Sustainable and eco-friendly bioplastics developer SECOS Group Limited appointed seasoned business finance and change management professional David Wake as a Non-Executive Director of the Company, effective 16 July 2018. Mr Wake brings commercial experience from a number of senior executive positions over a 30-year record in the global plastics industry.

At Queensland Life Sciences’ reception this week, the Queensland Government announced the appointment of former US Navy Director of Operational Energy Chris Tindal as a special strategic advisor to the government for sustainable fuels. Tindal is also serving as assistant director of CAAFI and as an adjunct professor at Queensland University of Technology in a busy post-Navy career. 

Organizations on the Move

Tindal and other Digesterati will be heading west early this week for Red Rock Biofuels’ groundbreaking ceremony for its first biorefinery this Wednesday in Lakeview, Oregon.  Once operational, each year it will convert approximately 136,000 dry tons of waste woody biomass into approximately 15 million gallons of renewable jet, diesel and gasoline blendstock fuels.  In addition to directly reducing carbon emissions, Red Rock’s usage of waste woody biomass as a feedstock will reduce the risk of devastating forest fires in the western United States.

IR1 Group LLC is the EPC Contractor for the project and on site construction is slated to begin in July with project partner Swaggart Brothers Inc., a subsidiary of Wood and based in Hermiston, Oregon.  Construction and commissioning are expected to take approximately 24 months to complete. 

Breakthroughs were reported at Anellotech’s TCat-8 pilot plant in the company’s advance work on 100% bio-based plastic bottle prototypes, The company’s thermal catalytic process converts non-food biomass feedstock material into BTX aromatics, a group of renewable chemicals identical to their petro-based counterparts. These can be used to make a range of bio-based polymers such as nylon, polycarbonates, acrylonitrile butadiene styrene (ABS) and industrial chemicals such as LAB (linear alkyl benzene), which is used in laundry detergents.

Since the announcement of a successful two-week continuous pilot plant trial in March 2018, over 1,200 hours of cumulative on-stream time have been achieved at TCat-8, while BTX has been generated for product testing and evaluation and process development data collected for future commercial plant design. 

The first shipment of BTX has now been sent to joint development partners IFPEN and Axens for purification studies to make bio-paraxylene – the key aromatic chemical needed to make 100% renewable beverage bottles a reality. Bio-paraxylene from TCat-8 will be used to make renewable PET resin for prototype bottle manufacture and product testing.  

The news may bring benzene customers off the sidelines — many thought this key molecule would simply not ever have a sustainable alternative. Now with 1200 operating hours speaking to a stable catalyst and product is shipping to customers. Anellotech has long to travel on its journey — but benzene skeptics have to be reconsidering their positions right now.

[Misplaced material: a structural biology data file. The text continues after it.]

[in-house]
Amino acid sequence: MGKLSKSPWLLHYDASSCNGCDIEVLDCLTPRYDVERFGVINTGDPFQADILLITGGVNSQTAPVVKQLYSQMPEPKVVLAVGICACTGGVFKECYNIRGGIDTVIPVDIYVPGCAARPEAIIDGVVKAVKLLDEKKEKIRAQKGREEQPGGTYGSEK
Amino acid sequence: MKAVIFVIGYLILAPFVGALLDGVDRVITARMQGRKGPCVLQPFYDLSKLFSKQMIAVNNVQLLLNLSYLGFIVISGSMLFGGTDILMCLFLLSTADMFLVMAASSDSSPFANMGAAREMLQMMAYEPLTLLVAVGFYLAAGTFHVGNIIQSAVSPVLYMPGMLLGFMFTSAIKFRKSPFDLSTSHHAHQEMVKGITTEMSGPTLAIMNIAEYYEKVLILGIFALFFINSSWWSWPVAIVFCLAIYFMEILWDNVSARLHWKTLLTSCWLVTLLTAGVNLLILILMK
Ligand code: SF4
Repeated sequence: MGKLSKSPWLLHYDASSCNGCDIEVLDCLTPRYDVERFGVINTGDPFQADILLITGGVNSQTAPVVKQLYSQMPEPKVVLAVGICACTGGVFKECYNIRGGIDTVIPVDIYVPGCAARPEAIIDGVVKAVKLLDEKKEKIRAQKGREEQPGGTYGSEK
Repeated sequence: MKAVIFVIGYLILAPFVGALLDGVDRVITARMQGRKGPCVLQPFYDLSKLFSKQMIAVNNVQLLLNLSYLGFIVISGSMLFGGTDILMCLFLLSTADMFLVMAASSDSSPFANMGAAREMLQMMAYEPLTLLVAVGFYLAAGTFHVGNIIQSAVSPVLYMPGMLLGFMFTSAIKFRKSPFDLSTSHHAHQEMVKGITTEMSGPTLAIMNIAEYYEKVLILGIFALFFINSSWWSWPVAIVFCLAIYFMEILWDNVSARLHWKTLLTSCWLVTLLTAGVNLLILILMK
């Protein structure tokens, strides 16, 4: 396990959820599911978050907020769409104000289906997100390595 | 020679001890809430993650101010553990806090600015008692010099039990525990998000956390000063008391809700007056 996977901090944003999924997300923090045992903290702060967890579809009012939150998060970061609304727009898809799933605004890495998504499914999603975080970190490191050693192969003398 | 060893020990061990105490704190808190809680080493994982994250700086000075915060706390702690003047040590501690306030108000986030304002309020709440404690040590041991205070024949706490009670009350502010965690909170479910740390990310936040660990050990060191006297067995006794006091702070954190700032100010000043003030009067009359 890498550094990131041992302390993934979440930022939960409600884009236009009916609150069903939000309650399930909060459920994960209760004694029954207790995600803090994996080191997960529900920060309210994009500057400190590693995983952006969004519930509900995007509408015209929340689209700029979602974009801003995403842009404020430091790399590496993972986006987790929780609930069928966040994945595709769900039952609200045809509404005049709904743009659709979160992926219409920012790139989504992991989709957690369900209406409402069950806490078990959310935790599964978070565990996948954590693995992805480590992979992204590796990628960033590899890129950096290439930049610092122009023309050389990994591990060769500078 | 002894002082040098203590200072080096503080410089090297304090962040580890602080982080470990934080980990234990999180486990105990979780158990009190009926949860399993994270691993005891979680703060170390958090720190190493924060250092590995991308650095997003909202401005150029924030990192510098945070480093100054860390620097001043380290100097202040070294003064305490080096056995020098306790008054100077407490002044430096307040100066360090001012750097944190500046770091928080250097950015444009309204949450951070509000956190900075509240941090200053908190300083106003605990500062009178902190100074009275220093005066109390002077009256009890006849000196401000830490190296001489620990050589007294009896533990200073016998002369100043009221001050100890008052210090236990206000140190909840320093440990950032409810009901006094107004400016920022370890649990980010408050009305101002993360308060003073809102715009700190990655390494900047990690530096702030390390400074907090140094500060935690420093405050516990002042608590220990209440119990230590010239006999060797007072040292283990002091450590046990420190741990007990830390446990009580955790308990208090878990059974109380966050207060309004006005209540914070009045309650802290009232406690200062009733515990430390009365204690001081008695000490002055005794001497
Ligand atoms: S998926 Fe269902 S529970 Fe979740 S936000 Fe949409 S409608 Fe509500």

Praj Industries CEO Pramod Chaudhari and QRFA executive director Larissa Rose ink Praj’s new membership in QRFA.

Queensland spent yet another day in the headlines  with news that Praj Industries joined the Queensland Renewable Fuels Association, and that QRFA signed an MOU with the Roundtable of Sustainable Biomaterials. 

RSB and QRFA will work to boost the profile and importance of certification of biofuels in the region in order to support the objectives of developing low-carbon fuel opportunities and projects that assist with decarbonizing transport across Queensland, Australia and the globe.

“Globally we are seeing the impact of regional initiatives, like the Queensland Renewables Fuels Association,” said RSB Executive Director, Rolf Hogan. “Developing global partnerships are important to support connectivity between current and emerging stakeholders within our domestic supply chain,” added Larissa Rose, Managin Director at Queensland’s Renewable Fuels Association.

What’s up with Synata? There’s a persistent rumor going around that Synata Bio’s facility in Kansas is for sale. This is the old Abengoa cellulosic ethanol plant that opened in 2014 with a lot of fanfare but shut down following the parent companies debt load problems which mostly flowed from their solar investments. Synata recently raised a large amount of capital — which typically would be used to fund deployment of technology at a first commercial plant.

Adidas dumps virgin plastics. Well, not really a rumor now, it’s out in international media now. In a blow to plastic manufacturers and possibly even alternative biobased suppliers, word surfaced that Adidas committed only to use recycled plastics by 2024. The brand appears to be phase our virgin polyester within six years.